Striker Fire pistols have been around for many years and in my opinion, they are perfect for duty carry for peace officers and civilians for self defense. They are safe and simple to use and don’t require any more manipulation of the pistol other than squeezing the trigger. It takes fewer steps out of the equation when it comes to shooting, this is especially important in a gunfight. It allows the user to focus on taking care of the threat as opposed to further manipulation of their pistol. With extensive training and practice, anyone can be extremely effective with a DA/SA or 1911 style pistol, but let’s be honest; most officers and gun owners do not train or practice as much as they should and some just don’t think it is a priority. I have carried many different platforms for my duty weapon and I’m going to go with the simpler striker fire system.
Glock wasn’t the first to come out with a striker fire pistol, they were the first to make a high quality and inexpensive one, the Glock 17. Glock has dominated the Law Enforcement pistol market just like Ford dominated the Law Enforcement vehicle market with the Crown Victoria/Police Interceptor for many years. Now Glock finally has some competition by other high quality gun manufacturers. Almost all gun makers currently offer a striker fire pistol.
Sig Sauer and Heckler & Koch have finally got into the striker fire market with Sig’s P320 and HK’s VP9. I recently sold my HK USP.40 and purchased the new VP9 along with a Surefire X300U for almost the same price. The VP9’s msrp is the lowest I’ve seen on an HK pistol, going at $719 compared to almost a grand and above for their other pistols. Sig’s P320 msrp is at $713 so they both are very affordable pistols. My friend recently purchased a P320 and we were able meet at the range yesterday and shoot both and compare the two new offerings from Sig and HK. Both pistols were in 9mm.
Let’s start with the P320. My friend’s model was the full-size with the Medium grip frame. The barrel length is at 4.7″. The whole trigger mechanism is one piece and could be used in different sized frames, allowing the owner to switch from full size to compact or sub compact and even change calibers. That’s a nice feature, however, you need to purchase all of those parts separately. The Medium sized grip fit comfortably in my hands, which are small. The pistol shot very well with all of my shots inside the black center circle of the target. We shot both pistols at 18 feet. The trigger is very nice, with a clean break at around 5 lbs. The reset is very positive and I like it over the VP9’s. slide stop kept being activated by my thumb and after adjusting my thumb placement a few times, I was unable to allow it to go to slide lock after the last round was fired. I’m sure I can work around that issue if it were my pistol. My friend didn’t have issues with the slide lock. With the longer barrel, the recoil was softer than that on the VP9. Overall it is a great pistol that is accurate and easy to shoot. Aesthetically some say that it is ugly or unattractive and I kind of agree with that opinion, it doesn’t look as nice as the classic Sig Sauer pistols but it is a performer!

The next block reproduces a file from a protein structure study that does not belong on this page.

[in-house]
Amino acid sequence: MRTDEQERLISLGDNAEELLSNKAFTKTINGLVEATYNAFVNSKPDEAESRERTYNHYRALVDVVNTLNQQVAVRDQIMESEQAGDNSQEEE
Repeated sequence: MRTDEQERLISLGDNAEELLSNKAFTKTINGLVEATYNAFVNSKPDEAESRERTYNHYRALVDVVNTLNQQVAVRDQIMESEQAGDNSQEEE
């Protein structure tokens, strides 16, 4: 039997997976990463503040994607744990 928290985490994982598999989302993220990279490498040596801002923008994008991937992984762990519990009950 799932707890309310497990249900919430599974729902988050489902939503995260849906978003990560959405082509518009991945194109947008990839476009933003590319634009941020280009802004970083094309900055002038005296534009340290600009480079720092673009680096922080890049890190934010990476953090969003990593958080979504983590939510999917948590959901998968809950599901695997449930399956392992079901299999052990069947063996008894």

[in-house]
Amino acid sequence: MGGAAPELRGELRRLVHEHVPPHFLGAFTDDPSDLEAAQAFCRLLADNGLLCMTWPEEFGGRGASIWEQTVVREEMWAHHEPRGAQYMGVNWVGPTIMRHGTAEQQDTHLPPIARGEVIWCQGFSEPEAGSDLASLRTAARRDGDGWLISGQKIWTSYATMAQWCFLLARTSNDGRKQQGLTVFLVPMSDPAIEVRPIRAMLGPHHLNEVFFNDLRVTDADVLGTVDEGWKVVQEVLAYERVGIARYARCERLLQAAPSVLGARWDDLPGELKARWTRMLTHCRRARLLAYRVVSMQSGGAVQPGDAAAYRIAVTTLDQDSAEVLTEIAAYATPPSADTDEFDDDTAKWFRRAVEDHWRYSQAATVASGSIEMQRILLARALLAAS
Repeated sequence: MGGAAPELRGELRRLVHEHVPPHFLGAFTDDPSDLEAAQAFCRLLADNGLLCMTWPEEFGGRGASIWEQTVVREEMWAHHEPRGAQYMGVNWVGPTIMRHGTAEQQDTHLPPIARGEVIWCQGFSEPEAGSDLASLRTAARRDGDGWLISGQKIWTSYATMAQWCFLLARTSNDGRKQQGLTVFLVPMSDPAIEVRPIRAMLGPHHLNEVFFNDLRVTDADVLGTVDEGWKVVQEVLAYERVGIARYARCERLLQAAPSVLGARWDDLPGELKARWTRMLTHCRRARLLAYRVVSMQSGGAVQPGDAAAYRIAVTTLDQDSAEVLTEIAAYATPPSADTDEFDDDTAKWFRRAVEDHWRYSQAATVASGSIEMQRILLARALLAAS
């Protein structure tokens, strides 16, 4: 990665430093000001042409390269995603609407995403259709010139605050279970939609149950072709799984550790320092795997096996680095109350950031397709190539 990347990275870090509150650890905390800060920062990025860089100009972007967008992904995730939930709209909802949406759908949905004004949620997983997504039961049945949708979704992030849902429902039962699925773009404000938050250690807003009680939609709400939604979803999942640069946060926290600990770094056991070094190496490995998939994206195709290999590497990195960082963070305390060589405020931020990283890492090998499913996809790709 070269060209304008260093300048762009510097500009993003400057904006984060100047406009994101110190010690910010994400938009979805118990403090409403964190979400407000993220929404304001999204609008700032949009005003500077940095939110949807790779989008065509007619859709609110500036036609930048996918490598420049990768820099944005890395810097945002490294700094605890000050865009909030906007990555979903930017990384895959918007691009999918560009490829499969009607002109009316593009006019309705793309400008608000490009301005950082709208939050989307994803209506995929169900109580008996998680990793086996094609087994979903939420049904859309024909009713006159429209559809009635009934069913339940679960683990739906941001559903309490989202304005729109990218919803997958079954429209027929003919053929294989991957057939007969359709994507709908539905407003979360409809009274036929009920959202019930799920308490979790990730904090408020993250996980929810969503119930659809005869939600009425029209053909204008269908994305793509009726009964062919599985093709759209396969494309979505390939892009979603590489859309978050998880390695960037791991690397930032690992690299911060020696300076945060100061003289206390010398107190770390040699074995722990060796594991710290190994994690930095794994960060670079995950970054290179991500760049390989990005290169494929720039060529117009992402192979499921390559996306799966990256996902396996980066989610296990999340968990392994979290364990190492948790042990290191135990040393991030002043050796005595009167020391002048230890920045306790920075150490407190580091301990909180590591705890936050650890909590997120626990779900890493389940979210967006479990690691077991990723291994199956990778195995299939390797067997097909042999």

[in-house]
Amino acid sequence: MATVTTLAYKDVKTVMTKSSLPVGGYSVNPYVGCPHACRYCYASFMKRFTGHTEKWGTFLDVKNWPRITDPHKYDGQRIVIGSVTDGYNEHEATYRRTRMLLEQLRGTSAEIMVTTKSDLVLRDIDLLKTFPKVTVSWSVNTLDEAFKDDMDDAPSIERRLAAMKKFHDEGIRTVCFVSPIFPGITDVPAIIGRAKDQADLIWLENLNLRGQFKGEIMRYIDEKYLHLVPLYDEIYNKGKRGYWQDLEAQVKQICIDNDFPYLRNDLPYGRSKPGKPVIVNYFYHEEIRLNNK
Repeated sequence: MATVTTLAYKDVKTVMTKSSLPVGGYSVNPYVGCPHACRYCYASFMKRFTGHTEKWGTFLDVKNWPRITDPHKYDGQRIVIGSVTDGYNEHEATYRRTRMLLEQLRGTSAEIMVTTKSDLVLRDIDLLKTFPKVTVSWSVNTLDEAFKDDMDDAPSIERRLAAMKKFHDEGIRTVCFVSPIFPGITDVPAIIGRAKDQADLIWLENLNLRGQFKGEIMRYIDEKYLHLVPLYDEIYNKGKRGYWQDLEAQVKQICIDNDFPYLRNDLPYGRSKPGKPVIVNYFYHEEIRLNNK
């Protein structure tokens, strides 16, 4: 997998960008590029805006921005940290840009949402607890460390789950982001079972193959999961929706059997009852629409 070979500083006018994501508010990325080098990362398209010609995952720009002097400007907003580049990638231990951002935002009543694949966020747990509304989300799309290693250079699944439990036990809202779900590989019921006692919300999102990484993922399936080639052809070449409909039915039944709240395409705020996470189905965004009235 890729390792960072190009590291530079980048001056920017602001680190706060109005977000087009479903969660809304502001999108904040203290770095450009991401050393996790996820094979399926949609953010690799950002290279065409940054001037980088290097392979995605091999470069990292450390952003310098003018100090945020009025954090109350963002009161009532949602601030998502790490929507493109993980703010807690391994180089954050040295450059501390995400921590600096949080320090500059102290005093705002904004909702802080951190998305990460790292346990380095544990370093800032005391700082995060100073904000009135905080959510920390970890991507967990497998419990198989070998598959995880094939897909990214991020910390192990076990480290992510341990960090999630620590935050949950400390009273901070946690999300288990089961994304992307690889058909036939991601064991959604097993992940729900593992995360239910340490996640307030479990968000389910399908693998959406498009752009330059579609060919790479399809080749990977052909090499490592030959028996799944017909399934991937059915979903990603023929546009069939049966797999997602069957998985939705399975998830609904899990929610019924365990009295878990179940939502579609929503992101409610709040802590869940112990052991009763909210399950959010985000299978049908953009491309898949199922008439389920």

On to the VP9. Ergonomically for me, this is the winner. It comes with interchangeable grip side panels and back straps so you can make it to fit your hand. I put all small panels and back strap on mine. The barrel length is 4.09″, over half an inch shorter than that on the P320. Which gives it a little bit more recoil compared to the P320 but on the other hand, it’s a little bit more compact. The trigger is also very nice and breaks around 5 lbs. The reset however is not as positive as it is on the P320. The slide lock issue is also present for me on the VP9, but I have been able to move my thumb on a spot that doesn’t activate it. It too was accurate, my friend and a civilian who was happening to be observing have never shot it before, shot very well with it and kept almost all but one or two in the black circle. My friend can’t stand the paddle magazine release on the VP9. I myself like it and I use my trigger finger to drop mags without changing my grip to press a button. Aesthetically it looks pretty cool overall with the Spider-Man looking grip panels.
In the end and after firing close to a hundred rounds overall, both pistols proved to be accurate and comfortable to shoot. Ergonomically we both like our own pistols more than the others. My friend likes the grip angle, trigger and button magazine release on his P320 and I like everything on my VP9, I will say that the trigger on the P320 is slightly better due to the very positive reset. I would hate to have to buy an entire frame in order to get the small size instead of just swapping out some panels. The P320 holds 17 rounds in the magazine while the VP9 holds 15. Like I said before, it always comes down to each person’s preferences. It’s not often that you get to do comparisons between guns other than renting them from a shooting range or purchasing both or being a sponsored writer/reviewer (which I’m not) so it was nice to be able to shoot both side by side for a test drive if you will. I hope this helps if you plan on making a purchase of one of these. If you’re living in California and are not a Peace Officer, unfortunately they are not on the list and will only be available through PPT if you can find one.